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The age of parody : literature parody and some nineteenth century perspectives

Priestman, Judith (1980) The age of parody : literature parody and some nineteenth century perspectives. Doctor of Philosophy (PhD) thesis, University of Kent. (doi:10.22024/UniKent/01.02.86066) (KAR id:86066)


This study is the result of work carried out on literary parody of poems and novels in the nineteenth century. The output of the period in this respect was so great as to justify it being dubbed the "age of parody" by its contemporaries, and a detailed account of the many aspects of the mode at this time has not been attempted since it would inevitably be protracted beyond the limits of the study. Instead, a pattern of parodic activity has been traced, and those aspects of parody which resolve themselves thematically and chronologically round the Romantic poets and novelists, the popular sub-Romantic genres of the mid-century, and the late Romantics, have formed the main topic of discussion. Parody is interpreted as a valuable source of contemporary opinion relating to the major literary movements of the period: a fundamentally critical act of assessment and acclimatization which is characterized in the nineteenth century by its Augustan and realist sympathies. As a preliminary to assessing the nature of the nineteenth century's parodic achievement some broader theoretical questions relating to how we read parodies generally have also been considered; and the first part of the study represents an attempt to construct a theory of literary parody, beginning with some modern usages and including a history of the term and earlier critical discussion of the subject. It is argued that parody may be seen as an important means of analysing literary discourse and aesthetic experience which draws attention to the language of fictions by using language reflexively, and as such is particularly congenial to post-modernist consciousness and contemporary interest in fictionality and self-consciousness in literature. A short account of parody in the eighteenth century has also been included as a prelude to nineteenth century usages; while nineteenth century parody itself is seen to furnish the modern reader with an unusual critical perspective on the period, as well as encouraging wider speculations about the status of literary texts.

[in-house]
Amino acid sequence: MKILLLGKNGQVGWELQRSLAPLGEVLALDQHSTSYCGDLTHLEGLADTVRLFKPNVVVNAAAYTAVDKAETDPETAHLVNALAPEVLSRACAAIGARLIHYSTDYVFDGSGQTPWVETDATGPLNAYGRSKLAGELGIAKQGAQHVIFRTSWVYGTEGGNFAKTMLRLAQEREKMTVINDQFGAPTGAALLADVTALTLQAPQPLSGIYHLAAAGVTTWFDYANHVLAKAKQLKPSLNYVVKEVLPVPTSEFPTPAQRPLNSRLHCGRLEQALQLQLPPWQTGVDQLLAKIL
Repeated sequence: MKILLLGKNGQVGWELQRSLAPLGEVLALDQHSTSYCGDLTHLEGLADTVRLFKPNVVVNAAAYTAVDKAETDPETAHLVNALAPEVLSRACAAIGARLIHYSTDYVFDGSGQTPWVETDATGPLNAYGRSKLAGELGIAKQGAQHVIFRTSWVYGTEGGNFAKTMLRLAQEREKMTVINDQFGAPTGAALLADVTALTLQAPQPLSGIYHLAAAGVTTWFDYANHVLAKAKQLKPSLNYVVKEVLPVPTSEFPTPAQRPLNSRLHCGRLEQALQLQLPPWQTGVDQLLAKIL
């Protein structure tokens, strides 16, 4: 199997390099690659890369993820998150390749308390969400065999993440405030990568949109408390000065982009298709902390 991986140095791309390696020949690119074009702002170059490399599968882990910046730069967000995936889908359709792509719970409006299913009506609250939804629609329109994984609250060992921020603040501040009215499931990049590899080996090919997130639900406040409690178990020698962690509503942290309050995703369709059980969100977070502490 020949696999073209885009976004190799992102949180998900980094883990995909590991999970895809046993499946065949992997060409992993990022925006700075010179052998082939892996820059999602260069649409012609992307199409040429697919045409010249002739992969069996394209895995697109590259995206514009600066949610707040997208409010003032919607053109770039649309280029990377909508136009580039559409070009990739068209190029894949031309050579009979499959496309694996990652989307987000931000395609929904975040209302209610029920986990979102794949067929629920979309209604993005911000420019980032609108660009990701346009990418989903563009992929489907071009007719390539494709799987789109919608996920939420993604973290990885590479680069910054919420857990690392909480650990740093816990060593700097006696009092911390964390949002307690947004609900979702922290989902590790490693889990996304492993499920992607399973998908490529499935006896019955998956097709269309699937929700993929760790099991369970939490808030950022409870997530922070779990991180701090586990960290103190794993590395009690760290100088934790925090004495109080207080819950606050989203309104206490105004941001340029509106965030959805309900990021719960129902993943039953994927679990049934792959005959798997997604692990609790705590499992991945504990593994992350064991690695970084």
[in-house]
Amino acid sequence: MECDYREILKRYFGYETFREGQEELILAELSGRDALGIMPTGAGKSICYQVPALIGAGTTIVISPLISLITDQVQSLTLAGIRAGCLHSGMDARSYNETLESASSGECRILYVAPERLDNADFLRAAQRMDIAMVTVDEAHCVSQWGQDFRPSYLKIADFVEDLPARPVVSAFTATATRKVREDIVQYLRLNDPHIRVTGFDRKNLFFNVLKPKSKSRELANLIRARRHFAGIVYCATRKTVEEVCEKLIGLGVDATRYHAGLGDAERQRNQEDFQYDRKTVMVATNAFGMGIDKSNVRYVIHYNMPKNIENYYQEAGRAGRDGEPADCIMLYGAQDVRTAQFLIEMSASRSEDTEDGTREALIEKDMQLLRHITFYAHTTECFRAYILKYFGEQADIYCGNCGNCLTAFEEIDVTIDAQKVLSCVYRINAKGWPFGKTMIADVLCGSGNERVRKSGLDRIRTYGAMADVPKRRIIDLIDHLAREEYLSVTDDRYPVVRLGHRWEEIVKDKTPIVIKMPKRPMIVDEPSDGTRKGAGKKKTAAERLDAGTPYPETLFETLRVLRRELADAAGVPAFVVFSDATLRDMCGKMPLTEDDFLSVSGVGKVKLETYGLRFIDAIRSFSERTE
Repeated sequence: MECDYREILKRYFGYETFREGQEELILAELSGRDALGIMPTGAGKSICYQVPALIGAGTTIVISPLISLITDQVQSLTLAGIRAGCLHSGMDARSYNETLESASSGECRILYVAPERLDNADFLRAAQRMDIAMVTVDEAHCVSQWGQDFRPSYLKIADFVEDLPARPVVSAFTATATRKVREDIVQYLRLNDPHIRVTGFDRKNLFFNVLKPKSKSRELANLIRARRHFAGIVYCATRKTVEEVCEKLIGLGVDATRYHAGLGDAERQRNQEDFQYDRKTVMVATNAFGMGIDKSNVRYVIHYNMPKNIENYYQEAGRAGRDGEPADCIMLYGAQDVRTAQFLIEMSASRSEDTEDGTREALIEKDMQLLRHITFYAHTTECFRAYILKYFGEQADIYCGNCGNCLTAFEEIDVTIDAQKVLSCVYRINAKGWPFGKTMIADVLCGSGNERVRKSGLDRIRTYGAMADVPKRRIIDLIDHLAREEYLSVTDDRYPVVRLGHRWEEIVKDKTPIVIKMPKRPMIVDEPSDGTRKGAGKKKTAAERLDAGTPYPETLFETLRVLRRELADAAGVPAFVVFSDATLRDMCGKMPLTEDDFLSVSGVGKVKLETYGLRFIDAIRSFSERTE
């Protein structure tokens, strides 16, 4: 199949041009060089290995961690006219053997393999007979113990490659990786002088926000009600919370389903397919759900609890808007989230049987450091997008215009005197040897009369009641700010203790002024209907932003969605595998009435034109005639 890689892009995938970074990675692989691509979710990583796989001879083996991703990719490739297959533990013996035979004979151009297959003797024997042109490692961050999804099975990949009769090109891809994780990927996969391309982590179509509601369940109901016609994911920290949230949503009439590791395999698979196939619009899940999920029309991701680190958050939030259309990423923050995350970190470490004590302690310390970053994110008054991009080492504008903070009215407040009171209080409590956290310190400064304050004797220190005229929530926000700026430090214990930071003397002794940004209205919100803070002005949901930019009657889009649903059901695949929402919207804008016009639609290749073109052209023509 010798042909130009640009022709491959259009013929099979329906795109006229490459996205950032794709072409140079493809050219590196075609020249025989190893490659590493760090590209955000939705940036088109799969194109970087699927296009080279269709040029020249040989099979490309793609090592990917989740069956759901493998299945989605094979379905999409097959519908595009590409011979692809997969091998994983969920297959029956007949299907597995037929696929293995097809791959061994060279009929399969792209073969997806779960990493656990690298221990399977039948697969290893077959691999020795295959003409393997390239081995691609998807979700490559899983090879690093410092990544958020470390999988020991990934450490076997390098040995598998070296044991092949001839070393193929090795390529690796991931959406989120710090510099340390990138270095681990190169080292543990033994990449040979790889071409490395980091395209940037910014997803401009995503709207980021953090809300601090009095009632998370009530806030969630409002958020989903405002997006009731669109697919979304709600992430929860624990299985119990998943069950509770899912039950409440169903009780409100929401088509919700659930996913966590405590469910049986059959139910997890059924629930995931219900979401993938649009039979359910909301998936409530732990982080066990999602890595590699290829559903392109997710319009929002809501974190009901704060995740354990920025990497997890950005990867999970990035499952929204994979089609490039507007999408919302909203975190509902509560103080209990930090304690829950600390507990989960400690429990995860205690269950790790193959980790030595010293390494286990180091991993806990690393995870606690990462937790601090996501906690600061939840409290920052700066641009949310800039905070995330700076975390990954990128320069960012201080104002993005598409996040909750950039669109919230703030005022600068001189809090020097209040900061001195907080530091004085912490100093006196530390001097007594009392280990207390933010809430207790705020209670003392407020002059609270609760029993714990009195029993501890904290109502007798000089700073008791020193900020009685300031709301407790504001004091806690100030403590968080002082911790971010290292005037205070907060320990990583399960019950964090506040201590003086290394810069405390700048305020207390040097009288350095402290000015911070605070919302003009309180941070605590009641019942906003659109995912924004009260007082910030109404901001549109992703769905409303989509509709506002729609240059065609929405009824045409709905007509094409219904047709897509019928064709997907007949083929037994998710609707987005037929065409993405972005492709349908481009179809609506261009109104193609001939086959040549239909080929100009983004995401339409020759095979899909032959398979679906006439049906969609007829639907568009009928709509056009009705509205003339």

Item Type: Thesis (Doctor of Philosophy (PhD))
DOI/Identification number: 10.22024/UniKent/01.02.86066
Additional information: This thesis has been digitised by EThOS, the British Library digitisation service, for purposes of preservation and dissemination. It was uploaded to KAR on 09 February 2021 in order to hold its content and record within University of Kent systems. It is available Open Access using a Creative Commons Attribution, Non-commercial, No Derivatives ( licence so that the thesis and its author, can benefit from opportunities for increased readership and citation. This was done in line with University of Kent policies ( If you feel that your rights are compromised by open access to this thesis, or if you would like more information about its availability, please contact us at and we will seriously consider your claim under the terms of our Take-Down Policy (
Uncontrolled keywords: Literature
Subjects: M Music and Books on Music > ML Literature on music
P Language and Literature > PN Literature (General)
Divisions: Divisions > Division of Arts and Humanities > School of English
SWORD Depositor: SWORD Copy
Depositing User: SWORD Copy
Date Deposited: 29 Oct 2019 16:26 UTC
Last Modified: 12 Dec 2022 00:08 UTC
Resource URI: (The current URI for this page, for reference purposes)

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